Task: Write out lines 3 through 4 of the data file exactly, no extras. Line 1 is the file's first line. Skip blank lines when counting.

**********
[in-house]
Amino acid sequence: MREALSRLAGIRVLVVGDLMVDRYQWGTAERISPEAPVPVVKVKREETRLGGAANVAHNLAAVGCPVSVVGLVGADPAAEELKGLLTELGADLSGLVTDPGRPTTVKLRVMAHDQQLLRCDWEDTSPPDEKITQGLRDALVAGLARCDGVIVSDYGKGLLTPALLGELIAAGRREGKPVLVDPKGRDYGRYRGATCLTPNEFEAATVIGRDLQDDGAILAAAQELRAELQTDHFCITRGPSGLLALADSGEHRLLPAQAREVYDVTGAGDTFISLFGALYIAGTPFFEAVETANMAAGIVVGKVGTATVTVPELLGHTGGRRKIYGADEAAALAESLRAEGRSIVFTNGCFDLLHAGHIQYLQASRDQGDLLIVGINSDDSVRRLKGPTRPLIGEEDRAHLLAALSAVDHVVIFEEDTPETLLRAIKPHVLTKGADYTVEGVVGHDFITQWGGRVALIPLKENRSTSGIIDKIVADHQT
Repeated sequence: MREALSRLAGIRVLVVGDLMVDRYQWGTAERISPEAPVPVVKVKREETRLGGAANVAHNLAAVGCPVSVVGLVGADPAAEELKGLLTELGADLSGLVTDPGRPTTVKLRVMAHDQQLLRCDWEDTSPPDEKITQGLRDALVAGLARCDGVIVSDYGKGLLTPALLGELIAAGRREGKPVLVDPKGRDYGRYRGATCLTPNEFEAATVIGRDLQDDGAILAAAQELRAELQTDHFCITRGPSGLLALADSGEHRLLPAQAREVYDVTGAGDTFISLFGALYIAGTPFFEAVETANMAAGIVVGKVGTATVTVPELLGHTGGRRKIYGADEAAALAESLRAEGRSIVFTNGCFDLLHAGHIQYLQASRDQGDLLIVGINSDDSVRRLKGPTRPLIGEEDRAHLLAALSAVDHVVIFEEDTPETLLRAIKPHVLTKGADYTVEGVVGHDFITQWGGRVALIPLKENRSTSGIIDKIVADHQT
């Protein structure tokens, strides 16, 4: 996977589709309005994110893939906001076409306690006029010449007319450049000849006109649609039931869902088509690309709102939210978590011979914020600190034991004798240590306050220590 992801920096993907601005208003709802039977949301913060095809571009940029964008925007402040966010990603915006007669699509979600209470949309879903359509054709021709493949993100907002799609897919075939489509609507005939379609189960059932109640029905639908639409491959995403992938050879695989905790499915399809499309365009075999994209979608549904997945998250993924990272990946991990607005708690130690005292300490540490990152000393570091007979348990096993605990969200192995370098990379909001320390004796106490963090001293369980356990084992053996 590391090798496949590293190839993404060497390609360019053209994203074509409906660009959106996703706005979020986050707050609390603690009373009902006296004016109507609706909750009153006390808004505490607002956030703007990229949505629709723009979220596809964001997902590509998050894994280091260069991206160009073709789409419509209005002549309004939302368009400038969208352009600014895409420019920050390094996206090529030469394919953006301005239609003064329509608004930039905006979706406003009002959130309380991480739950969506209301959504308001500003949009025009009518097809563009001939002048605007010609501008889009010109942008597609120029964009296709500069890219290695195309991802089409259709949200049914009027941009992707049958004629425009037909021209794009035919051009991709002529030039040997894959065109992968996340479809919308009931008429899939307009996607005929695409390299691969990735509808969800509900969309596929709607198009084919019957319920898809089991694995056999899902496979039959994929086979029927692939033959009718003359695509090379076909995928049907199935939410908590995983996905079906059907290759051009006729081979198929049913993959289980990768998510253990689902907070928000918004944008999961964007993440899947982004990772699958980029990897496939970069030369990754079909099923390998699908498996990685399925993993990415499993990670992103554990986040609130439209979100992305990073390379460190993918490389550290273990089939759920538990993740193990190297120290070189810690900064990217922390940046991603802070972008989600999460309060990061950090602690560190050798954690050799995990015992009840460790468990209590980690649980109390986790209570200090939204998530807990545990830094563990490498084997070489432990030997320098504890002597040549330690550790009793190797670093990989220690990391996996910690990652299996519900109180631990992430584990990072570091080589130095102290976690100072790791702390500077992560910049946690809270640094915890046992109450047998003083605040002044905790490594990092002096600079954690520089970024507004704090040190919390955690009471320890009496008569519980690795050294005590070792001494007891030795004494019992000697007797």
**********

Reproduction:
Repeated sequence: MREALSRLAGIRVLVVGDLMVDRYQWGTAERISPEAPVPVVKVKREETRLGGAANVAHNLAAVGCPVSVVGLVGADPAAEELKGLLTELGADLSGLVTDPGRPTTVKLRVMAHDQQLLRCDWEDTSPPDEKITQGLRDALVAGLARCDGVIVSDYGKGLLTPALLGELIAAGRREGKPVLVDPKGRDYGRYRGATCLTPNEFEAATVIGRDLQDDGAILAAAQELRAELQTDHFCITRGPSGLLALADSGEHRLLPAQAREVYDVTGAGDTFISLFGALYIAGTPFFEAVETANMAAGIVVGKVGTATVTVPELLGHTGGRRKIYGADEAAALAESLRAEGRSIVFTNGCFDLLHAGHIQYLQASRDQGDLLIVGINSDDSVRRLKGPTRPLIGEEDRAHLLAALSAVDHVVIFEEDTPETLLRAIKPHVLTKGADYTVEGVVGHDFITQWGGRVALIPLKENRSTSGIIDKIVADHQT
């Protein structure tokens, strides 16, 4: 996977589709309005994110893939906001076409306690006029010449007319450049000849006109649609039931869902088509690309709102939210978590011979914020600190034991004798240590306050220590 992801920096993907601005208003709802039977949301913060095809571009940029964008925007402040966010990603915006007669699509979600209470949309879903359509054709021709493949993100907002799609897919075939489509609507005939379609189960059932109640029905639908639409491959995403992938050879695989905790499915399809499309365009075999994209979608549904997945998250993924990272990946991990607005708690130690005292300490540490990152000393570091007979348990096993605990969200192995370098990379909001320390004796106490963090001293369980356990084992053996 590391090798496949590293190839993404060497390609360019053209994203074509409906660009959106996703706005979020986050707050609390603690009373009902006296004016109507609706909750009153006390808004505490607002956030703007990229949505629709723009979220596809964001997902590509998050894994280091260069991206160009073709789409419509209005002549309004939302368009400038969208352009600014895409420019920050390094996206090529030469394919953006301005239609003064329509608004930039905006979706406003009002959130309380991480739950969506209301959504308001500003949009025009009518097809563009001939002048605007010609501008889009010109942008597609120029964009296709500069890219290695195309991802089409259709949200049914009027941009992707049958004629425009037909021209794009035919051009991709002529030039040997894959065109992968996340479809919308009931008429899939307009996607005929695409390299691969990735509808969800509900969309596929709607198009084919019957319920898809089991694995056999899902496979039959994929086979029927692939033959009718003359695509090379076909995928049907199935939410908590995983996905079906059907290759051009006729081979198929049913993959289980990768998510253990689902907070928000918004944008999961964007993440899947982004990772699958980029990897496939970069030369990754079909099923390998699908498996990685399925993993990415499993990670992103554990986040609130439209979100992305990073390379460190993918490389550290273990089939759920538990993740193990190297120290070189810690900064990217922390940046991603802070972008989600999460309060990061950090602690560190050798954690050799995990015992009840460790468990209590980690649980109390986790209570200090939204998530807990545990830094563990490498084997070489432990030997320098504890002597040549330690550790009793190797670093990989220690990391996996910690990652299996519900109180631990992430584990990072570091080589130095102290976690100072790791702390500077992560910049946690809270640094915890046992109450047998003083605040002044905790490594990092002096600079954690520089970024507004704090040190919390955690009471320890009496008569519980690795050294005590070792001494007891030795004494019992000697007797």